Mythbusters Para kay Mommy at Baby

Sumunod ba kayo sa ilang pamahiing ito, mommies? 🤔


One thing women should expect during pregnancy is that there will be tons of advice and tips; they’ll even hear many myths or “pamahiin.” Even these days, some women still follow these myths for the sake of “wala namang masama kung maniniwala” or “better to be safe than sorry.”

These pamahiins abound in Filipino culture, and while some people find no harm in trying, the reality is that expectant mothers go through a lot of physical, mental, and emotional changes even after their baby is born, which could contribute to the experiences so many women have had and continue to experience. Sticking to proven facts and listening to the doctor’s advice can help keep a mother and her baby healthy and safe during pregnancy and after childbirth. 

We asked Obstetrician Gynecologist (OB-GYN) Dr. Sybil Bravo about some common pregnancy myths, so we can set the record straight.

  1. Bawal mag-exercise ang buntis. (Pregnant women are not allowed to exercise.)

MYTH. According to Dr. Bravo, pregnant women can do certain exercises to avoid blood clots: 30 minutes per day or 3 times a week of movement like light swimming, brisk walking, stationary cycling, dancing, and low-impact aerobics while pregnant can help improve posture and lessen back pains and tiredness, but seek your doctor’s advice before doing so.

2. Pwede pa ring gumamit ng skin care at beauty products ang buntis. (Expectant moms can still do their regular beauty and skin care routine.)

FACT. Dr. Bravo clarifies that while pregnant women can still do their regular skin care and make-up routine, beauty and skin products that contain retinoids, vitamin A derivatives, and salicylic acid should be avoided as they can cause harm to your baby. Hair color should also be avoided. Always consult your doctor and read the product label before use.

3. Bawal ang hilaw na pagkain sa buntis.(Raw food is a big no-no for pregnant moms, and cravings have a direct effect on your baby.)

MYTH. Pregnant women can still eat raw foods such as sashimi and sushi as long as it is meticulously cleaned. She also emphasized that pregnancy cravings don’t have a direct correlation and effect to your baby, unless you eat unhealthy foods. Likewise, on eating vegetables like malunggay (which can aid in the production of breastmilk), Dr. Bravo advises to thoroughly clean them before consumption. She also dismissed the pamahiin that eating twin bananas will result in twin babies, as twins are mostly associated with genes.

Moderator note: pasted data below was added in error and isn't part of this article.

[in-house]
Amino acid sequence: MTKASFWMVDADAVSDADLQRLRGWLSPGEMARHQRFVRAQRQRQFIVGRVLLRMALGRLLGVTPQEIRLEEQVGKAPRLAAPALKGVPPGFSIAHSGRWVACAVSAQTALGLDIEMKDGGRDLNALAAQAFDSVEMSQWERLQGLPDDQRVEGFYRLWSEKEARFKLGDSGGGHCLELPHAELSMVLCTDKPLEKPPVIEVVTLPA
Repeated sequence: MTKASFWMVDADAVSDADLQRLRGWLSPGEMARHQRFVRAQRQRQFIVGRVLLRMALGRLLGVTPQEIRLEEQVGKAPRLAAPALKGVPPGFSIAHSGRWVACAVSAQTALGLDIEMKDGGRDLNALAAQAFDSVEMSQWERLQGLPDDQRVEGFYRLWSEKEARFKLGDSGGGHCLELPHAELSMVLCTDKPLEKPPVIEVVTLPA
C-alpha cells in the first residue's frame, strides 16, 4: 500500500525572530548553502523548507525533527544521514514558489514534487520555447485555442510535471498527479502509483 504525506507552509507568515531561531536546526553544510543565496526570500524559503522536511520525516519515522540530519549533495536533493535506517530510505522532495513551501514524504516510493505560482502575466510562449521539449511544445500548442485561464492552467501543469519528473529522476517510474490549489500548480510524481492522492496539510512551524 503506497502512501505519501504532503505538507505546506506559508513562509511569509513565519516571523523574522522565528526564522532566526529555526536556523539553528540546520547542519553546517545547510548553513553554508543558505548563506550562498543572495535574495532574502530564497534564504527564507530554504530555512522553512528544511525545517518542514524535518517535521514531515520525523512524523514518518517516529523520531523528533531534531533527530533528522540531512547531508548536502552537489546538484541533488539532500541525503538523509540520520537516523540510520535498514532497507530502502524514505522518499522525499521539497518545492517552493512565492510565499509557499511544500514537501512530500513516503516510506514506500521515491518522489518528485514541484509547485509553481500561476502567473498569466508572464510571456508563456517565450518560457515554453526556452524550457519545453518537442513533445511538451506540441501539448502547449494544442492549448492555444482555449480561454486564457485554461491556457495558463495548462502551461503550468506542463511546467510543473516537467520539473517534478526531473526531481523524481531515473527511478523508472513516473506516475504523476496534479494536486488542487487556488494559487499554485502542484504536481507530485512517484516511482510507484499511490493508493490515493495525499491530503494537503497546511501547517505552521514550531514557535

4. Malalaman ang gender ng anak ko based sa hugis ng tummy ko. (My tummy shape can tell the gender of my baby.)

MYTH. Opinions abound about how one can tell if a woman is carrying a baby girl or a baby boy based on tummy shape, skin condition, overall glow and aura, and more. But Dr. Bravo maintains that these are mere assumptions, and the best way to determine the baby’s gender is to go and have an ultrasound. That’s a lot more exciting! 

5. Pwedeng magpa-bakuna ang buntis. (Pregnant women can get vaccination.)

FACT. Getting vaccinated increases the body’s natural defenses to protect both mom and baby against diseases. “Sa pagbabakuna ng mga buntis, ang kanilang baby ay mabibigyan din ng protection laban sa mga infections dahil nagkakaroon ng placental transfer ang maternal antibodies from maternal immunization,” says Dr. Bravo. Vaccines like the hepatitis A and B vaccines, the flu shot, tetanus toxoid, tetanus-diphtheria-pertussis, and anti-pneumonia are safe for pregnant women, but one should always consult their doctor before getting vaccinated. Pregnant women, according to Dr. Bravo, are considered a vulnerable group and they should prioritize immunization when recommended by their doctor.  

Vaccination is also necessary for babies after they are born. Pediatrician, infectious diseases and pharmacology expert Dr. Benjamin Co sheds light on the importance of vaccination for babies and children and helps debunk some old pamahiin that infants have to live with, too.

  1. Kumain ng itlog para lumabas ang tigdas. (Eat eggs to induce ‘tigdas’ or measles.)